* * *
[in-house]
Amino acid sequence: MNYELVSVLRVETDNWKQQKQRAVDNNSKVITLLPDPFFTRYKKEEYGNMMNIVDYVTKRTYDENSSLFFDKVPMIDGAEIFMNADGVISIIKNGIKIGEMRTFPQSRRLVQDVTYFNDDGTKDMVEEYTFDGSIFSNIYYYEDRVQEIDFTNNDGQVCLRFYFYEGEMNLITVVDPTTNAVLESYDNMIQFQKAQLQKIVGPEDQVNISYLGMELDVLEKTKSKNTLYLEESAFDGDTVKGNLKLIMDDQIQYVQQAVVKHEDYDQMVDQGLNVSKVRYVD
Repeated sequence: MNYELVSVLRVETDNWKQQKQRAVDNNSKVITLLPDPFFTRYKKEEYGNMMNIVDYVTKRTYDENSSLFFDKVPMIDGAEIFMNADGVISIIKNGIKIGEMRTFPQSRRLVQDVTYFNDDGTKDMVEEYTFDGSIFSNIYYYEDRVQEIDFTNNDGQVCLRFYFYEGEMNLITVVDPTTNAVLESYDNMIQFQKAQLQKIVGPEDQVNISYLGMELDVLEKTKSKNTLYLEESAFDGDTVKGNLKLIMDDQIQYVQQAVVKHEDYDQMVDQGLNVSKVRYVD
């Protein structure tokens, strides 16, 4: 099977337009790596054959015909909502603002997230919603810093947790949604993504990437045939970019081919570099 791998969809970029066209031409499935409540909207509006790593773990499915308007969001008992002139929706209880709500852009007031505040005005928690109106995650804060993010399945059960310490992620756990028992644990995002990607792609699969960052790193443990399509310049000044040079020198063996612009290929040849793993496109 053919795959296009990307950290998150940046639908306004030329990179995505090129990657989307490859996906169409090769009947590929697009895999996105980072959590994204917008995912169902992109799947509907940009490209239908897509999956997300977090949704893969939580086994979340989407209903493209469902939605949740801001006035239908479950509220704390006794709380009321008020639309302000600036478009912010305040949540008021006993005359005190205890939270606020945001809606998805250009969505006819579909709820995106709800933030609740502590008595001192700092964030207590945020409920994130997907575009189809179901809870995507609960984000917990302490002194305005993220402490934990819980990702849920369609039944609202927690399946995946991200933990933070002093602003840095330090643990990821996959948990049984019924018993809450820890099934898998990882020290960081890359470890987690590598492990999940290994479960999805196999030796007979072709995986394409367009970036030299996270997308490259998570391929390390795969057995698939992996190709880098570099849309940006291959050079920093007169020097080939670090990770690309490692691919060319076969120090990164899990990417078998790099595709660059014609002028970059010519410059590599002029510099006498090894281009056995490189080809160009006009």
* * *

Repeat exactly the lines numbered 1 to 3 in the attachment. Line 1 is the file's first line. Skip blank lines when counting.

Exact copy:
[in-house]
Amino acid sequence: MNYELVSVLRVETDNWKQQKQRAVDNNSKVITLLPDPFFTRYKKEEYGNMMNIVDYVTKRTYDENSSLFFDKVPMIDGAEIFMNADGVISIIKNGIKIGEMRTFPQSRRLVQDVTYFNDDGTKDMVEEYTFDGSIFSNIYYYEDRVQEIDFTNNDGQVCLRFYFYEGEMNLITVVDPTTNAVLESYDNMIQFQKAQLQKIVGPEDQVNISYLGMELDVLEKTKSKNTLYLEESAFDGDTVKGNLKLIMDDQIQYVQQAVVKHEDYDQMVDQGLNVSKVRYVD
Repeated sequence: MNYELVSVLRVETDNWKQQKQRAVDNNSKVITLLPDPFFTRYKKEEYGNMMNIVDYVTKRTYDENSSLFFDKVPMIDGAEIFMNADGVISIIKNGIKIGEMRTFPQSRRLVQDVTYFNDDGTKDMVEEYTFDGSIFSNIYYYEDRVQEIDFTNNDGQVCLRFYFYEGEMNLITVVDPTTNAVLESYDNMIQFQKAQLQKIVGPEDQVNISYLGMELDVLEKTKSKNTLYLEESAFDGDTVKGNLKLIMDDQIQYVQQAVVKHEDYDQMVDQGLNVSKVRYVD